Agencies Working to Stop Spread of Colistin-Resistant Gene
CDC and HHS are involved. The Department of Defense notified stakeholders this week that its Multidrug-resistant Organism Repository and Surveillance Network at the Walter Reed Institute of Research had identified the first colistin-resistant mcr-1 E. coli in a person in the United States.
A public health response is under way by units of the CDC and HHS after the Department of Defense notified stakeholders last week that its Multidrug-resistant Organism Repository and Surveillance Network at the Walter Reed Institute of Research had identified the first colistin-resistant mcr-1 E. coli in a person in the United States, according to a May 31 announcement by CDC and a May 26 blog post from HHS. They reported that E. coli bacteria carrying the MCR-1 gene was found in a urine sample from a Pennsylvania woman with no recent travel outside of the United States; the gene makes bacteria resistant to the antibiotic colistin, which is a last-resort drug to treat patients with multi-drug-resistant infections, including carbapenem-resistant Enterobacteriaceae (CRE), which exists on a small piece of DNA that can move from one bacterium to another, spreading antibiotic resistance among bacterial species. CDC and its federal partners have been hunting for the gene in the United States since it emerged in China last year.
The Pennsylvania State Health Department investigated and has determined the woman did not have CRE, and the bacteria identified is not resistant to all antibiotics, according to CDC, but it cautioned that the presence of the mcr-1 gene and its ability to share its colistin resistance with other bacteria such as CRE raise the risk that pan-resistant bacteria could develop.
"The investigation is currently focused on identifying close contacts, including household and healthcare contacts, of the Pennsylvania patient to determine whether any of them may have been at risk for transmission of the bacteria containing the mcr-1 gene," the agency reported.
Dr. David J. Smith, M.D., deputy assistant secretary of Defense for Health Readiness Policy and Oversight; Cathie Woteki, Ph.D., USDA under secretary for Research, Education & Economics; and Dr. Beth P. Bell, M.D., MPH, director of CDC's National Center for Emerging and Zoonotic Infectious Diseases, wrote in the blog post that, beginning in fall 2016, CDC's Antibiotic Resistance Lab Network will provide the infrastructure and lab capacity for seven to eight regional labs and labs in all states and seven major cities/territories to detect and respond to resistant organisms recovered from human samples . State labs will be able to detect new forms of antibiotic resistance, including mutations that allow bacteria to survive the effects of the last-resort drugs, and report those findings to CDC.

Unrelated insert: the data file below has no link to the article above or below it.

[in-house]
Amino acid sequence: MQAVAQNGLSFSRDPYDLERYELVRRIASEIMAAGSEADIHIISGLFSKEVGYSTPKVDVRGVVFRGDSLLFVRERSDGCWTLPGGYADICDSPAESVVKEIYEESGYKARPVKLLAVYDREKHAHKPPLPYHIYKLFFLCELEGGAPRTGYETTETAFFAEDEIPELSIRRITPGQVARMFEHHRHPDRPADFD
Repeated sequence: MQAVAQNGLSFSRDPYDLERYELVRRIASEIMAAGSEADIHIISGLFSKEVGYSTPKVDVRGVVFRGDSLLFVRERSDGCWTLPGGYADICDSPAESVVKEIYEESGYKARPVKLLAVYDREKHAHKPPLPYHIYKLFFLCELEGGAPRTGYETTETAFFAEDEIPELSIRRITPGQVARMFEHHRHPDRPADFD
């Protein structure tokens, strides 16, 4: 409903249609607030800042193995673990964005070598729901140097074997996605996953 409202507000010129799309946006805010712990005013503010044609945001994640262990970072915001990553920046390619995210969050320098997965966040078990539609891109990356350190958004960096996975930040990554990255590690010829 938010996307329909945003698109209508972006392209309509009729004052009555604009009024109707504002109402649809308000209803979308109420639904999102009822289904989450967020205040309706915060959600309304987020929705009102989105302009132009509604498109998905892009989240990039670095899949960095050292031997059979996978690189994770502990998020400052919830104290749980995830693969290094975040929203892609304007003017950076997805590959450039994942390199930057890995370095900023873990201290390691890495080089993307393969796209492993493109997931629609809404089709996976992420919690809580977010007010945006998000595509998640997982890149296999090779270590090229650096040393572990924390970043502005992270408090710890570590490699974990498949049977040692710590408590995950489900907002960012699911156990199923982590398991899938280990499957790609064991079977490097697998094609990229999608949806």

They explained that the National Antimicrobial Resistance Monitoring System, an HHS/USDA partnership known as NARMS, is continuing to search for evidence of colistin-resistant bacteria in the United States. After the 2015 detections in China, the NARMS teams began a two-pronged approach to search for evidence of colistin-resistant bacteria caused by mcr-1 in the United States; thus far, out of 949 animal samples screened, one strain of colistin-resistant E. coli was found in a pig intestinal sample. "The DNA sequence of this isolate revealed that the strain contained the mcr-1 gene on a plasmid. The scientists also determined that the mcr-1 carrying colistin-resistant E. coli is resistant to other antibiotics including ampicillin, streptomycin, sulfisoxazole, and tetracycline."
HHS, CDC, and the FDA also used whole genome sequencing technology to search for the gene in Salmonella, E. coli and Klebsiella taken from human and retail meat sources and, as of April 2016, more than 44,000 Salmonella and 9,000 E. coli/Shigella isolates from NARMS as well as the National Center for Biotechnology Information genomic database did not show the presence of the mcr-1 gene.
"The two detections of the mcr-1 gene in the U.S. provide a new clue into the antibiotic resistance landscape, and it also highlights how much we still do not understand," the trio wrote in their post. "Colistin is rarely used in human medicine compared to other antibiotics. It is often used to treat multi-drug resistant infections and its use is increasing. It is not used in animals in this country. As such, the new detection underscores the urgent need for more research in this area, and that's why the President's 2017 budget request also calls for Congress to fund the Agriculture and Food Research Initiative at its full level, allowing our nation's best and brightest scientists to help the NARMS partners get ahead of the fight to keep antibiotics effective and available. Earlier this month, USDA announced that it is seeking applications for $6 million in research funding to address antibiotic resistance through this program, but currently USDA must leave nine in ten applications for AFRI grants unfunded, keeping meaningful projects off the table."